2. (in ancient Roman building) an earthen mound or rampart, especially one having no revetment.

Nooalf:
eKSaJURAsUN: see "eGZaJURAsN"
eGZaJURAsN: see "exaggeration" in any reputable dictionary.
Along with "to/too/two", how would your system handle "sight/site", "see/sea", "hear/here", "leak/leek", etc., which to me pronounce identically and so have the same phonemes? A purely phonetic system cannot handle these distinctions which are required for clarity in writing.

We already went over this one.
[1]
Do you mean to say that one of the words can be dispensed with and bundled up with the meaning of the other word? Doesn't this contradict your position that "A different definition is a different word" and promoting the creation of new words to off-load meanings?
_____
[1]
Nooalf website wrote:PULL ! What about homophones? Many words of different meaning are pronounced the same, therefore indicating their unique meaning is completely dependent on a unique spelling. Without this consistent link between spelling & meaning we would have complete chaos.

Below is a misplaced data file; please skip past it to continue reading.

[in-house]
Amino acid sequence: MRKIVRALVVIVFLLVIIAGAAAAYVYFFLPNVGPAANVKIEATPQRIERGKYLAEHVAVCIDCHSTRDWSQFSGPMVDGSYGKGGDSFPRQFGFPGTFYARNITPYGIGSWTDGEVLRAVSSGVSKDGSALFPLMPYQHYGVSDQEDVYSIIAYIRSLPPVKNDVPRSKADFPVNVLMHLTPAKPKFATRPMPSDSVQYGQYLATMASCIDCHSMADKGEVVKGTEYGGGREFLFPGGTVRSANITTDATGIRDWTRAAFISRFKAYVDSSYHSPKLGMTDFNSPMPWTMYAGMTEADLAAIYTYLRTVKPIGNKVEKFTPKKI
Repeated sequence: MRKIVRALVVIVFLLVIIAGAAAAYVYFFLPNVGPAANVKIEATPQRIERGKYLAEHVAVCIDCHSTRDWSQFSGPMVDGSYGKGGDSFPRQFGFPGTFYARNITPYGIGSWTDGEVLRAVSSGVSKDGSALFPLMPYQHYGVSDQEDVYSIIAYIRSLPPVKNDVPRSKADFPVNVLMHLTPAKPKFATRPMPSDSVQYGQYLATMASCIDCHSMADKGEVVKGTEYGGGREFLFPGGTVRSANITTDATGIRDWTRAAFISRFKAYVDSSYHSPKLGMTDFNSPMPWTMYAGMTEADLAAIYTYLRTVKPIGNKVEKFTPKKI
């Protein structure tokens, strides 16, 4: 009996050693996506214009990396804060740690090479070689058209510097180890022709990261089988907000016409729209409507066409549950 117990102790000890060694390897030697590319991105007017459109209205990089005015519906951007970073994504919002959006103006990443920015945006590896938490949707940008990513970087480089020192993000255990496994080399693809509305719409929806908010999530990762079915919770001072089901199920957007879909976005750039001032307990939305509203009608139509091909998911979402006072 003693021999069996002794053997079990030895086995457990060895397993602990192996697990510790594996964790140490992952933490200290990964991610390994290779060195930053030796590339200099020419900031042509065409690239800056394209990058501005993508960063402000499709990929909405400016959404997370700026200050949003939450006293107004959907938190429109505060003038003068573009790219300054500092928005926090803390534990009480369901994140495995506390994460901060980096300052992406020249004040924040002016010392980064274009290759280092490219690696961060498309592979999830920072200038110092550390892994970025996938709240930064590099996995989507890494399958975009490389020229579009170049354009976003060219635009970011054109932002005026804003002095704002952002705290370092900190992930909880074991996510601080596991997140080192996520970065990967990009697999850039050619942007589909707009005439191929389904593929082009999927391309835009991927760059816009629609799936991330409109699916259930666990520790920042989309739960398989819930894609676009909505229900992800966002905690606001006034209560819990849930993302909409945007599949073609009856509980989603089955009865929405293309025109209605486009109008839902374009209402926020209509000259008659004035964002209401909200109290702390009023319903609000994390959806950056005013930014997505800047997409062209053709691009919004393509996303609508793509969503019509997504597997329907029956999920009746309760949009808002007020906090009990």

Got plenty uv ammo ! Lets turn this wun to dust!

BOOM ! Open a dictionary to any paje. You will see that many uv the wordz hav multiple definitionz. This iz exactly the same az having different wordz with the same spelling and pronunciation.

BOOM ! This impliez that its not possible to determine the meaning of wordz thru their context in a sentence. We do this all the time in normal conversation AND wen reading. Not only are there bunchez uv concepts that share the same spelling and pronounciation, but even more confusing, spelled the same yet pronounced differently! Any argument that is based on the idea that grafikly recording speech cant work failz to take the intelligence & language skills uv ordinary people into account.

It is exactly the failure of those language skills and intelligence which your system apparently is intended to address.